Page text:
The workshop follows 40 years of collaboration between the two Universities in the area of microbiological and biotechnological research.
Held in Bangkok in partnership with Japanese manufacturer, Shimadzu, the scientists spoke about their work to develop innovative technologies and applications from metabolomics for various sectors including personal care.
Shimadzu linked up with Osaka University's Fukusaki laboratory in 2011 and has been developing and manufacturing analysis equipment for the latest biotechnology research.
Particularly beneficial in the development of sun care and anti-ageing products
Regarding personal care, metabolomics can provide insights into skin structure and processes and the mechanisms by which new applications can improve skin health.
For example, cellular damage and ageing have been associated with changes in amino acid, lipid, and energy metabolites across multiple skin layers.
Understanding these changes can be extremely useful in the development and validation of sun care and anti-ageing products, as well as treatments for skin conditions such as acne, eczema, and psoriasis.
Working with metabolomics for these kind of products can include reducing the development time and improving product efficacy by elucidating metabolic targets of various skin conditions as well as advancing R&D pipelines in therapeutic areas such as acne, psoriasis and atopic dermatitis.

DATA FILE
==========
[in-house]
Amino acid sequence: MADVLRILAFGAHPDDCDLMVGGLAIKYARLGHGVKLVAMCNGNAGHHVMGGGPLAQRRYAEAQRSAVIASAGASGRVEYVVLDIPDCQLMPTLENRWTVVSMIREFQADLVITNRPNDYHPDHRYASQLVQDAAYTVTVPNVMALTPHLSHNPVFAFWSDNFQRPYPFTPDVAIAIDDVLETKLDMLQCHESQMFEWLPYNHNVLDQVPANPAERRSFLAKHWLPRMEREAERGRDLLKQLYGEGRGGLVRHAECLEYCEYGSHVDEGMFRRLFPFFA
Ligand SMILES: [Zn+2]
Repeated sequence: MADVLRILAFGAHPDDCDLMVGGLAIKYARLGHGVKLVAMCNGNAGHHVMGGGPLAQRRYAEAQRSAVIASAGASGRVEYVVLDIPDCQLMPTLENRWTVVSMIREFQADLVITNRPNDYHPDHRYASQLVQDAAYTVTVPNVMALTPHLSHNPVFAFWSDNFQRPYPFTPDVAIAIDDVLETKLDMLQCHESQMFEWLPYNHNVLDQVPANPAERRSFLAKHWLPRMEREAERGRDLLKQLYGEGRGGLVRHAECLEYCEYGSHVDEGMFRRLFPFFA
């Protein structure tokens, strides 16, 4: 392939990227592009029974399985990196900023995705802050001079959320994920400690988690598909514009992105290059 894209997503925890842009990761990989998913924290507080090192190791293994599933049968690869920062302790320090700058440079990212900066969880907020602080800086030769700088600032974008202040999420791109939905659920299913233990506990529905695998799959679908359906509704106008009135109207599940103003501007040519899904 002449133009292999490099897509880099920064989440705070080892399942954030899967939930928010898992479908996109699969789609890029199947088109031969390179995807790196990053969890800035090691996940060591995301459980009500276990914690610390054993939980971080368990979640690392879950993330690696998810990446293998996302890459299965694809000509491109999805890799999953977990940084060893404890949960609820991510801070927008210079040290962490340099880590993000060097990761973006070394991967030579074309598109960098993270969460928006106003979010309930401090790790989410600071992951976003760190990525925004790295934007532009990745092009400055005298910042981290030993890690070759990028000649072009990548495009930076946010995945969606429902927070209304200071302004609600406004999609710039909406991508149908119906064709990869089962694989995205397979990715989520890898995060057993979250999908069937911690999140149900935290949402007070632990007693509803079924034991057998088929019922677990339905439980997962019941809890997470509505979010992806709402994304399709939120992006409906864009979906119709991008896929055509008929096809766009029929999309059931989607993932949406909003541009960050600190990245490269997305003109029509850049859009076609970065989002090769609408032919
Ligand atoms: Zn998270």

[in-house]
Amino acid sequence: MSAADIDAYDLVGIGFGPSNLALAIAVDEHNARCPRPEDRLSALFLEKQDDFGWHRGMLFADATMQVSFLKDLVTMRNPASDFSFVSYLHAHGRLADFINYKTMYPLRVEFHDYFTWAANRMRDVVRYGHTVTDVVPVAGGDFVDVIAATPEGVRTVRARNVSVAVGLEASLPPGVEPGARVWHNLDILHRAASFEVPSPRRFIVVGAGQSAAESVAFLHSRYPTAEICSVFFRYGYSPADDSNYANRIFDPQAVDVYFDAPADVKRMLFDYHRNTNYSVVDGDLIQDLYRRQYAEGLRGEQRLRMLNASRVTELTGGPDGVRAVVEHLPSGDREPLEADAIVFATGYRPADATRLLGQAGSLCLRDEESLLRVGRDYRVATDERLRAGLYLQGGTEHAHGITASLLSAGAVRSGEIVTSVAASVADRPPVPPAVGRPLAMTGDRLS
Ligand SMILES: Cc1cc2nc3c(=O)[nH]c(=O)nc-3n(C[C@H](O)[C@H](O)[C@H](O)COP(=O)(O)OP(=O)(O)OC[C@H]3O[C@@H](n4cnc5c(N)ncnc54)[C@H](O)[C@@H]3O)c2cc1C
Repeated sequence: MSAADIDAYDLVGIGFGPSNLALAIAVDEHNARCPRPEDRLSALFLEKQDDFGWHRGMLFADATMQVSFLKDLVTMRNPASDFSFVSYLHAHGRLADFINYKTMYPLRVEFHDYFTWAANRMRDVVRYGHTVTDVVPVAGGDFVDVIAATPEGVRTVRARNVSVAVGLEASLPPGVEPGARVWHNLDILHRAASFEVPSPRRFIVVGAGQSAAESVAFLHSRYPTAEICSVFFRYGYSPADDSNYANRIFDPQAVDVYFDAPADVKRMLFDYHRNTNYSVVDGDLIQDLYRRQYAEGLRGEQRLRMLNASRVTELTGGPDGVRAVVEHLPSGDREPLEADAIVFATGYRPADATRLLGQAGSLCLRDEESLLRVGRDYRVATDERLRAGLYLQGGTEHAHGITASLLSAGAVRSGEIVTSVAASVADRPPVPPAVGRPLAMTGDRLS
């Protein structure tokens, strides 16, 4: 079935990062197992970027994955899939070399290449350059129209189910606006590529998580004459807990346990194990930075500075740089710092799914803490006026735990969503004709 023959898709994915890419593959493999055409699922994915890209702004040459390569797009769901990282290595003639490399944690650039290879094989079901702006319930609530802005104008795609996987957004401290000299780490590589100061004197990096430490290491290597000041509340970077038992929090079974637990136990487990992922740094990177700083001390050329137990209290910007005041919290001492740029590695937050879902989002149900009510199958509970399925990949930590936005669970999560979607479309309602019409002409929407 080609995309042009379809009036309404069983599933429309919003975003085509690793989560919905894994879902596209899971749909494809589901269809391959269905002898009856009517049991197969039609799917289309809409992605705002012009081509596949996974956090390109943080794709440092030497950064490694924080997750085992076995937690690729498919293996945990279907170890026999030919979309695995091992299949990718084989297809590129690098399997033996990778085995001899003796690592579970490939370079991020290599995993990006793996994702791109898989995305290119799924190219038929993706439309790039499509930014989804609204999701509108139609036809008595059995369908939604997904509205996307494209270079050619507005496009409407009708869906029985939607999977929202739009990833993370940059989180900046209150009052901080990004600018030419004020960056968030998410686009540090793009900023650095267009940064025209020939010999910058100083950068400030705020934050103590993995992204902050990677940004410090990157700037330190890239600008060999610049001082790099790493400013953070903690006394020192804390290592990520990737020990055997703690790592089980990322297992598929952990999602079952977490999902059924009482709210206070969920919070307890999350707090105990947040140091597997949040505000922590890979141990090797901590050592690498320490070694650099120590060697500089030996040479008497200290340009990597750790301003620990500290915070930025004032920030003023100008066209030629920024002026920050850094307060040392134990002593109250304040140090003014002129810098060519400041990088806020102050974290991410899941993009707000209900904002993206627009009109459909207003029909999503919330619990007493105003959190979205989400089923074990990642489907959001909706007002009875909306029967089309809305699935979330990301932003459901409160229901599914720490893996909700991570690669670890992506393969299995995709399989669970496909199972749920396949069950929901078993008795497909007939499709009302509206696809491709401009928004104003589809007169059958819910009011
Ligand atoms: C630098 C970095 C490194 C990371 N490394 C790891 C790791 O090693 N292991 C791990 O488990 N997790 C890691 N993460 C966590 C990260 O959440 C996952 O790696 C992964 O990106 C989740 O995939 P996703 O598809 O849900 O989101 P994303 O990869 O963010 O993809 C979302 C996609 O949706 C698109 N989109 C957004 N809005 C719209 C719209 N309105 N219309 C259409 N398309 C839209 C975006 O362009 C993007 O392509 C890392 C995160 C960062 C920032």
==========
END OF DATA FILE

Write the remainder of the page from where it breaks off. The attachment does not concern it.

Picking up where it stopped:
Dermo-cosmetics are recommended for specific skin care needs and the market represents 4.4% of the global beauty market, valued at about €7.6 billion.
The segment is in a strong position, outpacing the global beauty market, and with 1 in 4 skin care products sales in the West taking place in pharmacies or health and beauty shops.
Whereas the global beauty market increased by 3.8% in 2013, the dermo-cosmetics sector experienced a 4.8% growth rate, led by a vital Western Europe market and accelerated development in new markets such as China and Latin America.